16. 3 points
    Yes, shoulders attach via Velcro as well. I'm not sure why, but Schutt evidently thinks people want to move them in and out - or possibly off for softball? Several mods should be done to Schutt/Adams in my opinion. Here goes nothing: 1. move shoulder epaulets up about 2" (use bottom hole as guide) 2. upgrade harness (on Schutt, new Adams harness is actually pretty good) 3. get rid of the Velcro or move towards better thicker Velcro like Douglas (personal choice here as I know some like to remove it and wash often) The Velcro seems to be very thin and cheap on both versions I've had of this CP. It tends to start pulling the plastic away from the foam jacket easily and I feel like I'm constantly pushing it back in place (thankfully not during games though). 4. make shoulders permanently attached like Wilson/Douglas/All Star does (can be done with a carefully placed hole and Chicago Screw, but not sure why this needs so much adjustment as I've never felt any of the other CP's I had needed the shoulders moved out or in) It's still a very good CP but these are some of the "little things" that irritate me with it. I think I am one of those guys that seem to mod or try to improve everything I have now. (Notice: The opinions here are solely my own and are not meant to offend anyone.)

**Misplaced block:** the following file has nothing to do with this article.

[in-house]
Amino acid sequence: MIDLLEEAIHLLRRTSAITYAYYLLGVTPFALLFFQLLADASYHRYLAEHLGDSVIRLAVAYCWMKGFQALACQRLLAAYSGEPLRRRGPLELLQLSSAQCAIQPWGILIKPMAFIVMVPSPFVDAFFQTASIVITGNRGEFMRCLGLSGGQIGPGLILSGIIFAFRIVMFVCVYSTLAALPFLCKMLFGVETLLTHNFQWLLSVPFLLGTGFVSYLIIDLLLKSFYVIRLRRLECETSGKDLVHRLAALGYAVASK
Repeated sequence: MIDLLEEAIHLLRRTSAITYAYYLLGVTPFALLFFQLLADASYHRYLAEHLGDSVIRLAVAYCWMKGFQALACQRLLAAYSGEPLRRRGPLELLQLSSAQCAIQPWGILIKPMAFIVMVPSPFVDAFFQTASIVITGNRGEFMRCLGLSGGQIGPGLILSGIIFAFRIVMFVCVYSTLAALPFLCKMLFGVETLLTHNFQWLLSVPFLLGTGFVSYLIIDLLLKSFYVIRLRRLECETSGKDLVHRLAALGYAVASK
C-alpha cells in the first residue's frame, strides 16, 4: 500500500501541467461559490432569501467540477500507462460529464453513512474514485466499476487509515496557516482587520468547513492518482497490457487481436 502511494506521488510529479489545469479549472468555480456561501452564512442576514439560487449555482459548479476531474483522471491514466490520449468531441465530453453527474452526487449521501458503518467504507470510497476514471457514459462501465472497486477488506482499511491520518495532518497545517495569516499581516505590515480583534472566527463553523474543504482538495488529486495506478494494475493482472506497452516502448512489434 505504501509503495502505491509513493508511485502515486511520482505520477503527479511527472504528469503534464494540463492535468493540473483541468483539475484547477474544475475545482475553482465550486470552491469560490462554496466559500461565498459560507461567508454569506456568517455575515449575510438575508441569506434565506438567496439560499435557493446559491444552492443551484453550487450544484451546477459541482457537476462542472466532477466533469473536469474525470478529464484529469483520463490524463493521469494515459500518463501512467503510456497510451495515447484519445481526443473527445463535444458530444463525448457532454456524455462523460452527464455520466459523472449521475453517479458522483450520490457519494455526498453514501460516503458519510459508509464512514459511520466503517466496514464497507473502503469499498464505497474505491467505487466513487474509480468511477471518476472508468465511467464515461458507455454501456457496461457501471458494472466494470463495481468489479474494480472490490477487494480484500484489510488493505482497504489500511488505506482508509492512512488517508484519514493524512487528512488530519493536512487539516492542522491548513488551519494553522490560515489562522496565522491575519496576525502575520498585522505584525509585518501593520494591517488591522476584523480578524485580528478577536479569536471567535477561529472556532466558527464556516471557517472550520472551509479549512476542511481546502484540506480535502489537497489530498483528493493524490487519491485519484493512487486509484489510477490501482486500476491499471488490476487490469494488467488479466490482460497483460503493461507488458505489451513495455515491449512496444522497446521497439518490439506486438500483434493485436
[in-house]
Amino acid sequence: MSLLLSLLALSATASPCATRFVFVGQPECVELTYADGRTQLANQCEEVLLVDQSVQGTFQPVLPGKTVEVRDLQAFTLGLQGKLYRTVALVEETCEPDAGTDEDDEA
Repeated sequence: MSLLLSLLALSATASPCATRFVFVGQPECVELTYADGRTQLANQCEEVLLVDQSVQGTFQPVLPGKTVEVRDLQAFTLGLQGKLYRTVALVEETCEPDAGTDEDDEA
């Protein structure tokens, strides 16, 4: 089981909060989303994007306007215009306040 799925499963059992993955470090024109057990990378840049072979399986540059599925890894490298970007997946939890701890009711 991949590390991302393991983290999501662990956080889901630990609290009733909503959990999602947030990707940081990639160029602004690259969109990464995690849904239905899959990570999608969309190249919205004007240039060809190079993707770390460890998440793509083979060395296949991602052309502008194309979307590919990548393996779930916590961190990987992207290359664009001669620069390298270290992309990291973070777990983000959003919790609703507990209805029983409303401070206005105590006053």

17. 3 points